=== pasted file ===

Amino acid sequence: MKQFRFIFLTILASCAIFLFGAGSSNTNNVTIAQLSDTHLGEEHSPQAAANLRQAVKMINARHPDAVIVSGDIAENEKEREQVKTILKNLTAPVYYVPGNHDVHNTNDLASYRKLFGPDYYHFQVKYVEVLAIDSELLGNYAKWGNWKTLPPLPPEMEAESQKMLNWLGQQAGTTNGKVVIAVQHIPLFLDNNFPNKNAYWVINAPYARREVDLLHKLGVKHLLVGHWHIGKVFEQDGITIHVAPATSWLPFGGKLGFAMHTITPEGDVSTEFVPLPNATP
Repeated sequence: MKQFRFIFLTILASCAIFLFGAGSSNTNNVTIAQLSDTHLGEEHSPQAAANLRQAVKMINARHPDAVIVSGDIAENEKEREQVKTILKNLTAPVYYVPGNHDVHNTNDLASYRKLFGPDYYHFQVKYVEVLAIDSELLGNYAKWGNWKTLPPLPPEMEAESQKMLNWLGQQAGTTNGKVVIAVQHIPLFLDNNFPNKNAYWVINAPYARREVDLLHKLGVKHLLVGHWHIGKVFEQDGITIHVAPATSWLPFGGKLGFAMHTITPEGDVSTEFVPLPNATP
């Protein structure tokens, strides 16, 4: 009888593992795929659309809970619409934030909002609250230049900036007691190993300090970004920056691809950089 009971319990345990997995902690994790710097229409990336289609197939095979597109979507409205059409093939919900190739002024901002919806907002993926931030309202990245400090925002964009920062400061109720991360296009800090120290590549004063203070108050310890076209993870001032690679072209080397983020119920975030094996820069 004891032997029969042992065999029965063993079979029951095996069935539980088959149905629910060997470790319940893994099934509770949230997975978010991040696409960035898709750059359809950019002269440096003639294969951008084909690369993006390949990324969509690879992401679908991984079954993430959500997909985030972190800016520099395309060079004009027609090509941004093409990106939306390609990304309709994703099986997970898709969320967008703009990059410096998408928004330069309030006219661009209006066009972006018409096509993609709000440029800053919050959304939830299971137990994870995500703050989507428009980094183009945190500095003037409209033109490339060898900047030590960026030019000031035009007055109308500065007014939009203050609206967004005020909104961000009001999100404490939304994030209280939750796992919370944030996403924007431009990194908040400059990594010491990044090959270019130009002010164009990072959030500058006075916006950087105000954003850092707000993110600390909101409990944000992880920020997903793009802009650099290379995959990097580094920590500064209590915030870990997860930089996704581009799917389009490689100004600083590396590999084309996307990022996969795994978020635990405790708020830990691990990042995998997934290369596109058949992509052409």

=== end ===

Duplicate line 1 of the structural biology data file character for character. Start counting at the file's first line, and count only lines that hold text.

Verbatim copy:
Amino acid sequence: MKQFRFIFLTILASCAIFLFGAGSSNTNNVTIAQLSDTHLGEEHSPQAAANLRQAVKMINARHPDAVIVSGDIAENEKEREQVKTILKNLTAPVYYVPGNHDVHNTNDLASYRKLFGPDYYHFQVKYVEVLAIDSELLGNYAKWGNWKTLPPLPPEMEAESQKMLNWLGQQAGTTNGKVVIAVQHIPLFLDNNFPNKNAYWVINAPYARREVDLLHKLGVKHLLVGHWHIGKVFEQDGITIHVAPATSWLPFGGKLGFAMHTITPEGDVSTEFVPLPNATP